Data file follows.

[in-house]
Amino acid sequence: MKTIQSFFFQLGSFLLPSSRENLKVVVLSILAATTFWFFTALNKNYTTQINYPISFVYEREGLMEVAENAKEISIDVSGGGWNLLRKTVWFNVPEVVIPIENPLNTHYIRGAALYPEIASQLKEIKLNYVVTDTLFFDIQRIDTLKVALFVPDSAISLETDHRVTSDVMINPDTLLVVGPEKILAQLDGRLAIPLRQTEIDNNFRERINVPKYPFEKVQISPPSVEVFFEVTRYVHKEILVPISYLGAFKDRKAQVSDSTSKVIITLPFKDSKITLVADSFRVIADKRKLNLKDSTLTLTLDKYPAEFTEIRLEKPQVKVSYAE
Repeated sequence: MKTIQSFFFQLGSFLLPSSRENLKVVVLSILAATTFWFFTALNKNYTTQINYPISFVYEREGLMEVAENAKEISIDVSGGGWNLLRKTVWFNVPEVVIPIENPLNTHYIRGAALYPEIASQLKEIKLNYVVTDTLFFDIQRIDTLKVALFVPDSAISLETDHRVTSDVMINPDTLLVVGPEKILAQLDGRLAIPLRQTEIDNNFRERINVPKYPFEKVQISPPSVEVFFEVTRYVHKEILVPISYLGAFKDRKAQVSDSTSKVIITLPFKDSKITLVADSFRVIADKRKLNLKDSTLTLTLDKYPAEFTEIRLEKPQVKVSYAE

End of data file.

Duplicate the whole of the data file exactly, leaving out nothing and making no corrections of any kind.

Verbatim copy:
[in-house]
Amino acid sequence: MKTIQSFFFQLGSFLLPSSRENLKVVVLSILAATTFWFFTALNKNYTTQINYPISFVYEREGLMEVAENAKEISIDVSGGGWNLLRKTVWFNVPEVVIPIENPLNTHYIRGAALYPEIASQLKEIKLNYVVTDTLFFDIQRIDTLKVALFVPDSAISLETDHRVTSDVMINPDTLLVVGPEKILAQLDGRLAIPLRQTEIDNNFRERINVPKYPFEKVQISPPSVEVFFEVTRYVHKEILVPISYLGAFKDRKAQVSDSTSKVIITLPFKDSKITLVADSFRVIADKRKLNLKDSTLTLTLDKYPAEFTEIRLEKPQVKVSYAE
Repeated sequence: MKTIQSFFFQLGSFLLPSSRENLKVVVLSILAATTFWFFTALNKNYTTQINYPISFVYEREGLMEVAENAKEISIDVSGGGWNLLRKTVWFNVPEVVIPIENPLNTHYIRGAALYPEIASQLKEIKLNYVVTDTLFFDIQRIDTLKVALFVPDSAISLETDHRVTSDVMINPDTLLVVGPEKILAQLDGRLAIPLRQTEIDNNFRERINVPKYPFEKVQISPPSVEVFFEVTRYVHKEILVPISYLGAFKDRKAQVSDSTSKVIITLPFKDSKITLVADSFRVIADKRKLNLKDSTLTLTLDKYPAEFTEIRLEKPQVKVSYAE